This poem is called “Poem to a son” I say, explain I wrote five poems as letters to people who meant something to me, well not letters so much, more as apologies. “The last was to an ex-girlfriend, called ‘A poem to nobody’, a poem about forgiveness, about meeting again and how it would be, but I never published it. We never met” maybe foreshadowing myself a little, odd, maybe some salt and pepper to the words to come.
I pass an old man and his granddaughter, in his left hand a walking stick, in the right her small hand. My head is clearer now, room for something else, and thoughts form like candy floss, the question: if this girl is too young ever to remember this walk, once that hand is no longer there to hold. As I pass I think about the night before, as drunk as I’d been for a long time, but not as drunk as Paul Pritchard, me and him double Boardman-Tasker winners, something we always make a play of when we meet. To be plastered is one thing, but to be semi paralysed as well is an another, but less so when you’ve got a BT winner holding you up, staggering down the road at 2 am. Paul’s partner Melinda stands on one side, me on the other, all concerned no one sees us, Paul being one of the Banff judges who’d awarded me my prize. The only man we meet, perched like a midnight crow is Greg Child, one of my heroes. I wonder if I’ve had my drink spiked if he’s really there, but then he shouts down: “Do you need a hand?” but we wave him off. When we reach our final hurdle, some steps, Paul tries to step down, but both legs just swing each time he tries to descend as if they’re on puppet strings set a few inches to short. “Fuck it’s like taking a thunderbird for a walk” I giggle, and Paul almost falls over laughing. Never meet your heroes they say, the idea that to see the reality of them, flawed, base, beastly, is to make then mortal I guess. But such an idea is only of value to people whose hero’s and legends are simply myths. For me, what better way to touch greatness, to know its reality, but to have Achilles take your arm, broken, stumbling and pissed.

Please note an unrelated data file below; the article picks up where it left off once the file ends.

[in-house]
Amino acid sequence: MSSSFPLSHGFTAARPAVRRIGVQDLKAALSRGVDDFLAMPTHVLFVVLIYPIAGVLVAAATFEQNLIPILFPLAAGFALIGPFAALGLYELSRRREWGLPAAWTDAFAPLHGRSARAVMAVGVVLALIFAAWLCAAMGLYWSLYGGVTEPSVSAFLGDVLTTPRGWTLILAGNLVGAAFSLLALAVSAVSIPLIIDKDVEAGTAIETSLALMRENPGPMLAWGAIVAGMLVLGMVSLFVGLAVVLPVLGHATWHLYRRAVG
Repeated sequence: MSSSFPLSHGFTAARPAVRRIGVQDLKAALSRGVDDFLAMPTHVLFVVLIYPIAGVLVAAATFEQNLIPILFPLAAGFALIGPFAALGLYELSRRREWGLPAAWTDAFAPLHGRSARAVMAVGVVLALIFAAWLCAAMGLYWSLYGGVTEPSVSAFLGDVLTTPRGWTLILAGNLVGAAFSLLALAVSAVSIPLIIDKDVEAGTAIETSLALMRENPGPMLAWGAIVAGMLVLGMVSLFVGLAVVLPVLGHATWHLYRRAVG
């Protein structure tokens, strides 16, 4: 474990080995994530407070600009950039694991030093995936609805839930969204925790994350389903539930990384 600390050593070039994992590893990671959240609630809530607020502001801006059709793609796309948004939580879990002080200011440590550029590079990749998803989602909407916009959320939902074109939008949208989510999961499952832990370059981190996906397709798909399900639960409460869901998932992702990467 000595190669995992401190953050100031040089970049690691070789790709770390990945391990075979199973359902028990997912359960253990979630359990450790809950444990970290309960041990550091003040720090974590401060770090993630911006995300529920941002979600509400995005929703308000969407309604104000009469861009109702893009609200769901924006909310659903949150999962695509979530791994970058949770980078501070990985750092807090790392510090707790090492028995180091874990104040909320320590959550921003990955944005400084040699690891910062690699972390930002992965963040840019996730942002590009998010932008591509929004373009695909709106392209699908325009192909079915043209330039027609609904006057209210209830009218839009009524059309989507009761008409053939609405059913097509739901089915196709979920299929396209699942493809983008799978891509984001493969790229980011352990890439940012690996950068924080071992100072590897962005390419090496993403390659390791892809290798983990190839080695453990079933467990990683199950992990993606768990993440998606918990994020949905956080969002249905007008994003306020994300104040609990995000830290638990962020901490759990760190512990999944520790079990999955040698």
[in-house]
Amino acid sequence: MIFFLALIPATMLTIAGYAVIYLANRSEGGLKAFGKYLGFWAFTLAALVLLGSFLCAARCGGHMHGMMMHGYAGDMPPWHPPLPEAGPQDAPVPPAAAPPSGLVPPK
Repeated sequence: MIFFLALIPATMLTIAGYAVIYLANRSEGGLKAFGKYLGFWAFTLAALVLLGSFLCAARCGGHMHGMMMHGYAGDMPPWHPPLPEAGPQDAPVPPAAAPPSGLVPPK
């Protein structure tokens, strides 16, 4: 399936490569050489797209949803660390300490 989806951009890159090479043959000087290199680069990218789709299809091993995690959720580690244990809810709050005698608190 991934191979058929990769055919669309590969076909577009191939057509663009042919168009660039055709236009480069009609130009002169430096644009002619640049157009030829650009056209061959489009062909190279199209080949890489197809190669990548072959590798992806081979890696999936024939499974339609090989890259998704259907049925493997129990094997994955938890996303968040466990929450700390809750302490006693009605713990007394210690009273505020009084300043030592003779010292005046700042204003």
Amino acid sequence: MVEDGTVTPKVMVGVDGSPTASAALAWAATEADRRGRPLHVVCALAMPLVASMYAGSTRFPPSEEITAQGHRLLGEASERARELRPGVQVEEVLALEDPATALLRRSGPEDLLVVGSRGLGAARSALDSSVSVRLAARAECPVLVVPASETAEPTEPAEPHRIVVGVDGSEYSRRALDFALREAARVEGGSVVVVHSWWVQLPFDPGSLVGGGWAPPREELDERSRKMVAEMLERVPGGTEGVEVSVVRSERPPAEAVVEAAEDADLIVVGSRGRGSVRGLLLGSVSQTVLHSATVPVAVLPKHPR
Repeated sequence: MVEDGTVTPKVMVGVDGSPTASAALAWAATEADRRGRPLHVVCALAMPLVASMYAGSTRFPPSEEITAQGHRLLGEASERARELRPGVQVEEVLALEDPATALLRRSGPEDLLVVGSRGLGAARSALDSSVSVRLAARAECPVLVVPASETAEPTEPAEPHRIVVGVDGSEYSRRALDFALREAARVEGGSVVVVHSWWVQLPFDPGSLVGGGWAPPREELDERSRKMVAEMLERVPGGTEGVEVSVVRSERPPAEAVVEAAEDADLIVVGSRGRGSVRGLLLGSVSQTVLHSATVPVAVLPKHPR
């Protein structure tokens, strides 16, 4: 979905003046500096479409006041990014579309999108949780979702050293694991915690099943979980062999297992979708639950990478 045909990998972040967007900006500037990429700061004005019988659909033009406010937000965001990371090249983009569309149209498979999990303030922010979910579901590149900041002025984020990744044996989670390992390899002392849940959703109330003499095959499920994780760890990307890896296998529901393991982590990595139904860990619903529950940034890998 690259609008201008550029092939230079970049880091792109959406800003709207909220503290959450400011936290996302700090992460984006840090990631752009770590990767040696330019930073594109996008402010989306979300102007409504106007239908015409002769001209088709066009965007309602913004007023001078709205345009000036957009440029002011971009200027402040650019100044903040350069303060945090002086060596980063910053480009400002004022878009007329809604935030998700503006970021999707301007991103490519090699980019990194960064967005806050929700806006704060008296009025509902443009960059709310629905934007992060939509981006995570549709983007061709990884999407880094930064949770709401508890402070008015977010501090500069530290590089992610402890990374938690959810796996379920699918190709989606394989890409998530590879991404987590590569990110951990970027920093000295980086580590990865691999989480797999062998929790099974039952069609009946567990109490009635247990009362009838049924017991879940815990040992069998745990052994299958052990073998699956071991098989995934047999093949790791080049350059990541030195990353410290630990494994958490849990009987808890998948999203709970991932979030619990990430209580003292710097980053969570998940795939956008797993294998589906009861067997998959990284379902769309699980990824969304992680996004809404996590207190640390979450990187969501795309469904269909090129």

I pull the mic closer. “This is a poem from me to my son”, and you know what, even writing those words brings tears to my eyes as I sit on this plane, but I don’t know why. Perhaps if life was lived backwards the tears in my eyes right now would have foreshadowed that reading, been a warning and that poem would have remained unread. “We have a complex relationship” I add, the words coming easy, like they’re not important, “like fathers and sons often do”.
I take the final turn and go up the last stretch, along the back of the mountain, views popping up on either side, filtered through selfie hunters. I pass another fan of my Edelweiss routine, telling me she knew the Von Trapps, me asking in return if she was a climber, how Alex Huber’s farm contains the famous hill - that hill - from the film. “Do you really like it, or where you just joking?” she asks. “No, I love that film” I reply honestly, “but mainly that scene, where the kids are singing, and they see the Captain, their dad, looking through the door and look terrified, but instead of getting angry he begins to sing instead. That’s one of the best scenes in any film, ever.”
And I began.
“Who are you
Who goes there.
Knock-on-wood I do
As into that head hard I try to see,
The words read easy, no poet really, both in the writing or the reading, but easy enough, what it lacks foreshadowed after all.
Through soft greasy hair that over once
Eyes battened down against the suds
Water elbow hot I poured.